Close to home: sexism in a teenage boy
Because Sisyphus is real I spent a fair bit of energy this week trying to persuade by text an angry 17-year-old boy I care about that loving, equal partnership with women is a real possibility and they are not by nature evil manipulatrixes (there’s a word for ya).
I feel gutted that his response was powerfully sexist and hewed so closely to the stereotype of a filter-bubbled radical Men’s Rights Activist (MRA) that it is actually boring to re-read, because I’ve read it before and it’s practically Ctrl+C, Ctrl+V. I have an anonymised transcript of our chat, but I don’t think it is worth posting. But for illustration’s sake, verbatim and edited only for spelling:
Feminism is literally man hating
They want the nice things about being equal without the bad stuff
Women use sex to control men but limiting in to if they’ve been wined and dined
Women only consent when you pay for it
Obviously, this is false (and very offensive, but I just want to note the offense and continue to think about it). It’s easy and understandable to mock the feelings and other interiorities that give rise to these sentiments, but I think that’s only useful to a point. What’s almost certainly necessary — if we’re interested in affecting them, as I think we clearly are — is to understand them.
I often feel when reading MRAs that they are deeply, deeply wounded and bitterly angry. They are terribly in need of compassion but mostly unable to drop the argument and admit it. But I think such intensity of gendered mistrust doesn’t come naturally to a human being. It must be something one learns.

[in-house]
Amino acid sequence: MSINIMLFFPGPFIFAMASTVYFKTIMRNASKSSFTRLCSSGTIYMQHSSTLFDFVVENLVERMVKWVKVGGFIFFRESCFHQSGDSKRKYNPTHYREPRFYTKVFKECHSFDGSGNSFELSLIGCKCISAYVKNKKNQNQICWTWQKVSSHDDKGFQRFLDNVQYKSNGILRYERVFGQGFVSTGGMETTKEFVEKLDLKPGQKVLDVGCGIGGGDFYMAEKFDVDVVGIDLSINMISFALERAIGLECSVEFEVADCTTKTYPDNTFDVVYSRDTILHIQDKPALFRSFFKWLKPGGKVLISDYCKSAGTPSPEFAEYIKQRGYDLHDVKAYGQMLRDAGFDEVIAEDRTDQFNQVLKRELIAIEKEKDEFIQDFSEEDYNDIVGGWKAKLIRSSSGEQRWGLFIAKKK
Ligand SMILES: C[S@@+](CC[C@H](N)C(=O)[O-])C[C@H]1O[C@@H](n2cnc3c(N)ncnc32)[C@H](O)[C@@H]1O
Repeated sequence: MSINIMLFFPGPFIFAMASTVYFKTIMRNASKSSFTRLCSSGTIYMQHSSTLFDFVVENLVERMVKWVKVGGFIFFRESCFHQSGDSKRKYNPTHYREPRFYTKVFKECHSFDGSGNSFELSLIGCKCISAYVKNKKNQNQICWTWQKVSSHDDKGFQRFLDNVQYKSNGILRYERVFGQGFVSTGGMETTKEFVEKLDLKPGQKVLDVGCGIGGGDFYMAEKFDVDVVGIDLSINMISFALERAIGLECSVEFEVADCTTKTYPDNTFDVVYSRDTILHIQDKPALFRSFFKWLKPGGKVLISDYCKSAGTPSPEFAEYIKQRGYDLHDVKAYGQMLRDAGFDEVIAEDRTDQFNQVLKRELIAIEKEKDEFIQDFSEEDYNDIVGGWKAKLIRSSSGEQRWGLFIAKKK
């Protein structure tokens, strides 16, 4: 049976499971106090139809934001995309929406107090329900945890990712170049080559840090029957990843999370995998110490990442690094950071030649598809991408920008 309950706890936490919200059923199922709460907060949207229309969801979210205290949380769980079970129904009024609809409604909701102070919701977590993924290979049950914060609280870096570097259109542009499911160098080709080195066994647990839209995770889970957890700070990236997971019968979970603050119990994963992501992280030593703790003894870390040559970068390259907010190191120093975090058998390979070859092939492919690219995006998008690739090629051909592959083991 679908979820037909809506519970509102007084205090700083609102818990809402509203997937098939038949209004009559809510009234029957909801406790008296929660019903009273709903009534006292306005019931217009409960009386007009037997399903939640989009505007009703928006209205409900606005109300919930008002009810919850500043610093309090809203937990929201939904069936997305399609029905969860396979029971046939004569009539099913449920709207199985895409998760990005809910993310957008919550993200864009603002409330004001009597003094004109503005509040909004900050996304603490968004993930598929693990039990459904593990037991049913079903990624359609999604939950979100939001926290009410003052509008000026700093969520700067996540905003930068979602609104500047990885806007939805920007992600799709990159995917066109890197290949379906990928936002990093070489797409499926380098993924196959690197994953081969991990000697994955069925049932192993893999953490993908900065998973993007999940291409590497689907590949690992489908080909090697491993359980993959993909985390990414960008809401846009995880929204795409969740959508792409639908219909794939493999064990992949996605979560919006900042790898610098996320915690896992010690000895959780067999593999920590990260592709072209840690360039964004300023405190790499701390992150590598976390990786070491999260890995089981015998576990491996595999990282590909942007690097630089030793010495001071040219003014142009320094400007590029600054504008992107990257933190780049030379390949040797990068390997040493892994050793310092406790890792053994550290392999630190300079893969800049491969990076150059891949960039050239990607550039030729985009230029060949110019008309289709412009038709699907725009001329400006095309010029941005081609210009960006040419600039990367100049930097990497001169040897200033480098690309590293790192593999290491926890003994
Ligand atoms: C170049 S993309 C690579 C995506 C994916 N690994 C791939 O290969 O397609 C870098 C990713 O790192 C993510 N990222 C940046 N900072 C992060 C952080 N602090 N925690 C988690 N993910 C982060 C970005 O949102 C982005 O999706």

In this case, because I personally know the person advancing these ideas, it’s much easier to see that there’s a world of hurt behind those words: my young friend’s childhood contained abuse by his mother. I think he learned to fear and mistrust the primary woman in his life as a survival strategy, and that grew into a general wariness and suspicion of women. That conditioning was ripe for rationalisation via some misogynistic theory-crafting. It is in many ways a portrait of generational cycles of abuse.
I want to think this is a very sad but not a representative case, to doubt his attitudes are representative of his age group, but I could so very easily be wrong. I mean, this country‘s rates of gender-based violence are so bad they should be declared a national emergency. It is appallingly routine for South Africa’s men to be sexist in the coarsest, most violent of ways. Would it really be surprising if this boy’s thoughts were more the norm than I’d think?
Part of me thinks he’s too intelligent to believe this shit for long. Part of me wonders whether his childhood wounds won’t always beget a degree of gendered dysfunction. Overall, I feel very sad and concerned about him and the women he’ll have relationships with.
I’ve undertaken my own inner (partial, perpetual) excavation of the inevitable wounds of not-enough-maternal-love (and my mother is wonderful; is there ever enough?) and grappled within the painful gendered conditioning of this society. It’s been a fucking struggle and obviously continues to be — though not as lonely a struggle as it used to be. I want to work with boys to help them uncover and heal the cuts of not-enough-maternal-love before they can become wounds that are vulnerable to misogynistic conditioning. Like a kind of internal vaccine against prejudice. The earlier in life we can find, affirm and relate from a commonly recognised human goodness, the less we need fear the people who aren’t like ourselves. Right?